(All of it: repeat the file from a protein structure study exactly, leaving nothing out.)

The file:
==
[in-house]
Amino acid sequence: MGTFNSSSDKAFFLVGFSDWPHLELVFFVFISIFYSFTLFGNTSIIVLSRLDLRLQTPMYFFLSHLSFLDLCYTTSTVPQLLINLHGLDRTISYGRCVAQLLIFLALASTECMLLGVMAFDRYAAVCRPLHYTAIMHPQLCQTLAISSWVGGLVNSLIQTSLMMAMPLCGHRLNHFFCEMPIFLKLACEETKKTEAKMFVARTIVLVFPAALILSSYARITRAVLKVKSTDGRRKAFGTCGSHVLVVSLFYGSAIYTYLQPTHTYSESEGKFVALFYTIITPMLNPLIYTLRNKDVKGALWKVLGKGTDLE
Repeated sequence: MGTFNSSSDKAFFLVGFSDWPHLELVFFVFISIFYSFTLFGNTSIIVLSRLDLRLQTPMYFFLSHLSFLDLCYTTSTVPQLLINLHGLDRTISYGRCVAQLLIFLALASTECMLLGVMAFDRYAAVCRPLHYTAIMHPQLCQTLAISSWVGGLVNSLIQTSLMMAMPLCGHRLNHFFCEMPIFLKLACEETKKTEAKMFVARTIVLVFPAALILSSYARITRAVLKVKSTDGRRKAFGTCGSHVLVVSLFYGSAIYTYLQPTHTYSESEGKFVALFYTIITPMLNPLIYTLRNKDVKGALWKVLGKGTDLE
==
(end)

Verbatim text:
[in-house]
Amino acid sequence: MGTFNSSSDKAFFLVGFSDWPHLELVFFVFISIFYSFTLFGNTSIIVLSRLDLRLQTPMYFFLSHLSFLDLCYTTSTVPQLLINLHGLDRTISYGRCVAQLLIFLALASTECMLLGVMAFDRYAAVCRPLHYTAIMHPQLCQTLAISSWVGGLVNSLIQTSLMMAMPLCGHRLNHFFCEMPIFLKLACEETKKTEAKMFVARTIVLVFPAALILSSYARITRAVLKVKSTDGRRKAFGTCGSHVLVVSLFYGSAIYTYLQPTHTYSESEGKFVALFYTIITPMLNPLIYTLRNKDVKGALWKVLGKGTDLE
Repeated sequence: MGTFNSSSDKAFFLVGFSDWPHLELVFFVFISIFYSFTLFGNTSIIVLSRLDLRLQTPMYFFLSHLSFLDLCYTTSTVPQLLINLHGLDRTISYGRCVAQLLIFLALASTECMLLGVMAFDRYAAVCRPLHYTAIMHPQLCQTLAISSWVGGLVNSLIQTSLMMAMPLCGHRLNHFFCEMPIFLKLACEETKKTEAKMFVARTIVLVFPAALILSSYARITRAVLKVKSTDGRRKAFGTCGSHVLVVSLFYGSAIYTYLQPTHTYSESEGKFVALFYTIITPMLNPLIYTLRNKDVKGALWKVLGKGTDLE